0.5 g of the extract was boiled with 10 ml of sulphuric acid (H SO) and filtered while hot. The filtrate was shaken with 5 ml of chloroform. The chloroform layer was pipette into another test tube and 1 ml of dilute ammonia was added. The resulting solution was observed for colour changes.


2.4.3. Test for Steroids

In this test, 2 ml of acetic anhydride was added to 0.5 g of plant essential oil with 2 ml concentrated H2SO4. The colour change from violet to blue or green is indication of steroids.


2.4.4. Test for Saponins

Approximately 0.5 g of extract was added 5 ml of distilled water in a test tube. Next in a water bath and filtered. The solution was shaken vigourously and observed for a stable persistent froth. The frothing was mixed with 3 drops of olive oil and shaken vigourously after which it was observed for the formation of an emulsion.


2.4.5. Test for Cardiac Glycosides

Keller-kiliani test was used to assess the presence of cardiac glycosides. 0.5 of extract diluted to 5 ml in water, 2 ml of glacial acetic acid containing one drop of 5 % ferric chloride (FeCl3) solution. To this solution, 1ml of concentrated sulphuric acid was under-layered. The appearance of a brown ring at the interface of the two layers with the lower acidic layer turning blue green upon standing for a few minutes indicated the presence of cardiac glycosides.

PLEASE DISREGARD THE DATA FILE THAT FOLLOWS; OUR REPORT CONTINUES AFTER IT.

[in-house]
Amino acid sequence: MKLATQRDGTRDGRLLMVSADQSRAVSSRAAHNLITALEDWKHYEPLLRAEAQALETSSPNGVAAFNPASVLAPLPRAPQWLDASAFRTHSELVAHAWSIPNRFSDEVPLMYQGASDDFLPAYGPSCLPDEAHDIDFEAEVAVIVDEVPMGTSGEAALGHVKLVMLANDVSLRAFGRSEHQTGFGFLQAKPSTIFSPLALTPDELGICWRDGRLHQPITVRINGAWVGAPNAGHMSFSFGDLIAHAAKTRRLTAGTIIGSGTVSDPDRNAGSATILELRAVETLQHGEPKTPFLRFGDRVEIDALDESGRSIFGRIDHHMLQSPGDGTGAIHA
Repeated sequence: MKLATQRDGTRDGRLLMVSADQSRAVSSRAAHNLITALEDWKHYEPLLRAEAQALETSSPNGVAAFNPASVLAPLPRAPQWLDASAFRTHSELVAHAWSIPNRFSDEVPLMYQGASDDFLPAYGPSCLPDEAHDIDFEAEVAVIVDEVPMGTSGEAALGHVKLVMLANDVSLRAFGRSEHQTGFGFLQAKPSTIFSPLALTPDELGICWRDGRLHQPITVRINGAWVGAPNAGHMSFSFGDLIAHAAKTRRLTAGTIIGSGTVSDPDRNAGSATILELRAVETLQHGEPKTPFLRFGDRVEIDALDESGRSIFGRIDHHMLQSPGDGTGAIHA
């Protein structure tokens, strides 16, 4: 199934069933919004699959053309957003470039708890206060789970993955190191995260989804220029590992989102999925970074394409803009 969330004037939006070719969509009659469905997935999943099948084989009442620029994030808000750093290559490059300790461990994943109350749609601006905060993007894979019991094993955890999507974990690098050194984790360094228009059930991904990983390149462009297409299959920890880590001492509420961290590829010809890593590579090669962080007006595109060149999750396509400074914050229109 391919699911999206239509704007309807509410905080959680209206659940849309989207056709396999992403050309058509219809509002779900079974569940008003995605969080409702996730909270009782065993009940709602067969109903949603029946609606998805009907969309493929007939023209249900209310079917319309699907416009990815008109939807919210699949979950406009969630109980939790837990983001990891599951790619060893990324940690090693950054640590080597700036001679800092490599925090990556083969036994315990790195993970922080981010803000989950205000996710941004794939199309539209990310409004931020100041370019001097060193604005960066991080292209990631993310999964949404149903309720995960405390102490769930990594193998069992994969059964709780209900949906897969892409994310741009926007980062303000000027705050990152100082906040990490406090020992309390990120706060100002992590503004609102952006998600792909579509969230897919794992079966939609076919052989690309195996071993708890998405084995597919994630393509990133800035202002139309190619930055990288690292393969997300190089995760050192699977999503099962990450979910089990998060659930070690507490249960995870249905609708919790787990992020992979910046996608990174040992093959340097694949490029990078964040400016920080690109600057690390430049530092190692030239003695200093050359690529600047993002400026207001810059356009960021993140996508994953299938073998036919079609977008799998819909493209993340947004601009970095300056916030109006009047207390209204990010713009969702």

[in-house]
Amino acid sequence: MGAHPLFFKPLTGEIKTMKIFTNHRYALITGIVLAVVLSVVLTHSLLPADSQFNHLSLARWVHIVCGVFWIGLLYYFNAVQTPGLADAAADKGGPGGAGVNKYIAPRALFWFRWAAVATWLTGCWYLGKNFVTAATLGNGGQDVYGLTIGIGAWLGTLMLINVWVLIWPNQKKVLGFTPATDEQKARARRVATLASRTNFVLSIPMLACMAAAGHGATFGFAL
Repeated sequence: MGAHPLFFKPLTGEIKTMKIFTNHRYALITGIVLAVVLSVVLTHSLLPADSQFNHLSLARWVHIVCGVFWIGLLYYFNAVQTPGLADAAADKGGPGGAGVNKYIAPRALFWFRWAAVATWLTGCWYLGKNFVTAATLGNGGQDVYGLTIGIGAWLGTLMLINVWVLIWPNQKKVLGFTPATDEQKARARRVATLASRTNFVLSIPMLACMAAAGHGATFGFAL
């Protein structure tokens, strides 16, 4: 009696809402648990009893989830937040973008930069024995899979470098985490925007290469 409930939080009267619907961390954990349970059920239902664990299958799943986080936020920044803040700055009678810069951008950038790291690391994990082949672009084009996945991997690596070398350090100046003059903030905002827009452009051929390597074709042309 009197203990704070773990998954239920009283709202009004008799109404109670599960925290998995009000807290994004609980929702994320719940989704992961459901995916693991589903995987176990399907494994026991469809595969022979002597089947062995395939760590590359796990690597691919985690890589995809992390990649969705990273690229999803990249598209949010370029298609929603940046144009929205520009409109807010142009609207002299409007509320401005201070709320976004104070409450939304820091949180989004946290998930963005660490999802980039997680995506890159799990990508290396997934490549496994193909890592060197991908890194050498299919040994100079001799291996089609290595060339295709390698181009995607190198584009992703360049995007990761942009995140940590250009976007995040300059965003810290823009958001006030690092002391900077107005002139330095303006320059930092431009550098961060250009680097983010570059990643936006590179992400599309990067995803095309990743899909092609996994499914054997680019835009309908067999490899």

2.4.6. Test for Reducing Sugar

To about 0.5 g of sample in the test tube was added 5 ml distilled water and the mixture boiled for 5 min. The mixture was filtered while hot and the cooled filtrate made alkaline to litmuspaper with 20 % sodium hydroxide solution. The resulting solution was boiled with an equal volume of Benedict qualitative solution on a water bath. The formation of a brick red precipitate depicted the presence of reducing compound.


2.4.7. Test for Terpenoids

To 0.5 g each of the extract was added 2 ml of chloroform. Concentrated H2SO4 (3 ml) was carefully added to form a layer. A reddish brown colouration of the interface indicates the presence of terpenoids.

2.5. Alpha-amylase Inhibition Assay